What is IMAP?

NICNAS established the Inventory Multi-tiered Assessment and Prioritisation (IMAP) framework to accelerate the assessment of chemicals listed on the Australian Inventory of Chemical Substances (AICS). For more information on the IMAP Framework download Inventory Multi-tiered Assessment and Prioritisation (IMAP) Framework [WORD 855KB].

The objectives of IMAP are to:

  • identify and rapidly assess existing chemicals of concern, and
  • support the risk management of industrial chemicals in Australia by enhancing the flow of chemical safety information.

IMAP arose from recommendations of an independent review of the NICNAS Existing Chemicals Program and a subsequent research report by the Productivity Commission.

The IMAP framework was developed in consultation with stakeholders and technical experts and is a science and risk based framework for the assessment and prioritisation of chemicals on the AICS.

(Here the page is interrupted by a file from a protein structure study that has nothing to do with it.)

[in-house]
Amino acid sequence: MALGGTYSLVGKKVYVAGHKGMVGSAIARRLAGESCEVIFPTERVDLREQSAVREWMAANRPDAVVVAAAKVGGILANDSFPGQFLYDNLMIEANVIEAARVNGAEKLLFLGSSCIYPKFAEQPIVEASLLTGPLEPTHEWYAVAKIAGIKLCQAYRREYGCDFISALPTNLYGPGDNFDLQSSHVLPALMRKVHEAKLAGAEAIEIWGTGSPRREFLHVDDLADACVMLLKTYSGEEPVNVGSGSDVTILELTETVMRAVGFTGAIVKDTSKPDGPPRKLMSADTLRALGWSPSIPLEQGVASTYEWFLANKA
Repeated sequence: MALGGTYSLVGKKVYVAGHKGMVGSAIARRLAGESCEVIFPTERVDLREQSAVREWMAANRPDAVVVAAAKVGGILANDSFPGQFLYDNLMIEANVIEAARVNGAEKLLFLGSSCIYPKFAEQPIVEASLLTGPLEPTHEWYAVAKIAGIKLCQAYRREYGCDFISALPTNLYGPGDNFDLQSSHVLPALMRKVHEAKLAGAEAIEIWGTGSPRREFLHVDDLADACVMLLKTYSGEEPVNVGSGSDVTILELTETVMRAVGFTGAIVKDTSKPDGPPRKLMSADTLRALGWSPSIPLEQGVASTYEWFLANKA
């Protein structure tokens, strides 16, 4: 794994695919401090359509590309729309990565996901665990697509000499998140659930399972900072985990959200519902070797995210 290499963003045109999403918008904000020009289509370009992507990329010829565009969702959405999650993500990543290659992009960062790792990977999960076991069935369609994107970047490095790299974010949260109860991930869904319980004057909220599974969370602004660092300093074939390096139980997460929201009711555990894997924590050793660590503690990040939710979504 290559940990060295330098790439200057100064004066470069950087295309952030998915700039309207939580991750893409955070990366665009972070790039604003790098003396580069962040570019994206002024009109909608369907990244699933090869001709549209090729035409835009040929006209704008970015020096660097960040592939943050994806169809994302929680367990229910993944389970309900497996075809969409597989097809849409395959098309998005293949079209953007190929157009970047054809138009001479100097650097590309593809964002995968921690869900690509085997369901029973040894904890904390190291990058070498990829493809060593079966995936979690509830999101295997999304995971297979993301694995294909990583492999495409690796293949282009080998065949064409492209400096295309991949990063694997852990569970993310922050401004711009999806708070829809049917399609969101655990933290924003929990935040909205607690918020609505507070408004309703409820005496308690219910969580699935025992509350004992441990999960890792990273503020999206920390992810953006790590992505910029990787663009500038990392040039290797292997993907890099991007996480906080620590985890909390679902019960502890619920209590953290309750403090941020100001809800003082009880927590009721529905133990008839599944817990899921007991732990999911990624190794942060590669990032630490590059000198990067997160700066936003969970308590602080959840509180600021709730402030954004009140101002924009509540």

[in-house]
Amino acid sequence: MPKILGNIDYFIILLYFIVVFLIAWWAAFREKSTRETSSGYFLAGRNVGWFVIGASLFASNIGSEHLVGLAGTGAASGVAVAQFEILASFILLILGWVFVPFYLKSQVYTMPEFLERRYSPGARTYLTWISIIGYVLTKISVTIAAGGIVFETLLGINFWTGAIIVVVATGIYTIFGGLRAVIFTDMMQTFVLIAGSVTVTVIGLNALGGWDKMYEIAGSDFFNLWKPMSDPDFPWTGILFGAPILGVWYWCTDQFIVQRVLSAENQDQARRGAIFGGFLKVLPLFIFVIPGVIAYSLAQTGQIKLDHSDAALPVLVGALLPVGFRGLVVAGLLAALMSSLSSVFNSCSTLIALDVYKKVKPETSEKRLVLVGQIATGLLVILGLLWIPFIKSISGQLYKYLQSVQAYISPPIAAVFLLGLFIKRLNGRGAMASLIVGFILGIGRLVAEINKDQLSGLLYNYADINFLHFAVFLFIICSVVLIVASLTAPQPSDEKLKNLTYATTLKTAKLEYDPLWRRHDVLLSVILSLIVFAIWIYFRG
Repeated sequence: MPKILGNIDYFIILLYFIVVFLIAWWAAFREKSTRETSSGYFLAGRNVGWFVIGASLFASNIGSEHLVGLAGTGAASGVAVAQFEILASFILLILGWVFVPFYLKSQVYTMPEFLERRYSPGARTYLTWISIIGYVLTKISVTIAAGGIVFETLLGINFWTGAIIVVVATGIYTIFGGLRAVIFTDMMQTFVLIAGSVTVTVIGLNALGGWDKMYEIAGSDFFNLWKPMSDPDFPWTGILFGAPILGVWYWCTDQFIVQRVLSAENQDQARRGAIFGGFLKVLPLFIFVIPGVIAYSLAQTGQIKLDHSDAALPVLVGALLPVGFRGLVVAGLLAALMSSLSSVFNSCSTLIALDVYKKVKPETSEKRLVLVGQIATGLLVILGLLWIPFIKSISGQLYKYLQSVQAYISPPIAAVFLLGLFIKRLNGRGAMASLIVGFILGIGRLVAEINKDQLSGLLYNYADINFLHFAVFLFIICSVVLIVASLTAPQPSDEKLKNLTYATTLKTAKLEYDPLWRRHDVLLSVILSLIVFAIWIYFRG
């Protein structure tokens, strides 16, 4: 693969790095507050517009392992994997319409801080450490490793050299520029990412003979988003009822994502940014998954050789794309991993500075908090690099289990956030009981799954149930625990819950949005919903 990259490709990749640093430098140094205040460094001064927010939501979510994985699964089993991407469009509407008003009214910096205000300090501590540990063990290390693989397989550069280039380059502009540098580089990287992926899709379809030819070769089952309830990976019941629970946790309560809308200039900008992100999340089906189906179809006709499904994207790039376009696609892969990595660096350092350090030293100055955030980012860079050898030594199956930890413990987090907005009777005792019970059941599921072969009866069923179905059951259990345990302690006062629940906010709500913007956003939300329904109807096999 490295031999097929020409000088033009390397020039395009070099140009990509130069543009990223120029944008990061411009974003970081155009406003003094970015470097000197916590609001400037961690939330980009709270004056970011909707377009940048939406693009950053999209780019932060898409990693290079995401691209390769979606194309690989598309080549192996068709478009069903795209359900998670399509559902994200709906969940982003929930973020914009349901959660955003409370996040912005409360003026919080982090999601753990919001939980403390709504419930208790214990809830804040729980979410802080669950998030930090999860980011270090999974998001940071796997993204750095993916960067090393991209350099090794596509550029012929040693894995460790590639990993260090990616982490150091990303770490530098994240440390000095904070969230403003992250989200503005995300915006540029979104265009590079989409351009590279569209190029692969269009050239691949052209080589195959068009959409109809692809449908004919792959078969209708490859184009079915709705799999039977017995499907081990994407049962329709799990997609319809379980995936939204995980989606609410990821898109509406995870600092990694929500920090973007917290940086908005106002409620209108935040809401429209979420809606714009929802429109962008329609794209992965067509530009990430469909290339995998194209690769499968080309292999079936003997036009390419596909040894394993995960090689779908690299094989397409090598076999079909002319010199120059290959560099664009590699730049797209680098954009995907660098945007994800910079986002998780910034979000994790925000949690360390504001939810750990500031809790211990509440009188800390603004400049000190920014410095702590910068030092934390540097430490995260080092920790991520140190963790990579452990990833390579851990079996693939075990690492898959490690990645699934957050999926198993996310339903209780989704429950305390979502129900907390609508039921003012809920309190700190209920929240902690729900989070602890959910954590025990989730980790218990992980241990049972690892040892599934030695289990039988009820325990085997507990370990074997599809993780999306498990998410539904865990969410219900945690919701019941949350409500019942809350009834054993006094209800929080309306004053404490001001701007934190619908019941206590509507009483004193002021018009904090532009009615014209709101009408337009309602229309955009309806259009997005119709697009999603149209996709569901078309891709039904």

The IMAP framework provides a more flexible and transparent approach to prioritising the large number of chemicals on the AICS for assessment in a way that is responsive to the needs of industry (including workers), community and government.


The IMAP framework is being implemented in stages. Read more about the process that was used to identify Stage One chemicals.

We began the assessment of Stage One chemicals in July 2012.

Download a list of Stage One chemicals [XL 258 KB]

Stage One of IMAP ended in 2016. The IMAP Review 2016 is informing the development of the future framework for the assessment and prioritisation of the remainder of the chemicals on the AICS.

Stage Two of IMAP began in July 2016. We will continue to assess chemicals on the AICS, including:

  • Chemicals identified as a concern for which action has been taken overseas
  • Chemicals that can be rapidly identified and assessed by using Stage One information.

We will also publish information for chemicals on the AICS that pose a low risk to human health or the environment or both. This work will provide efficiencies for the identification of higher risk chemicals requiring assessment.

Last update 27 March 2017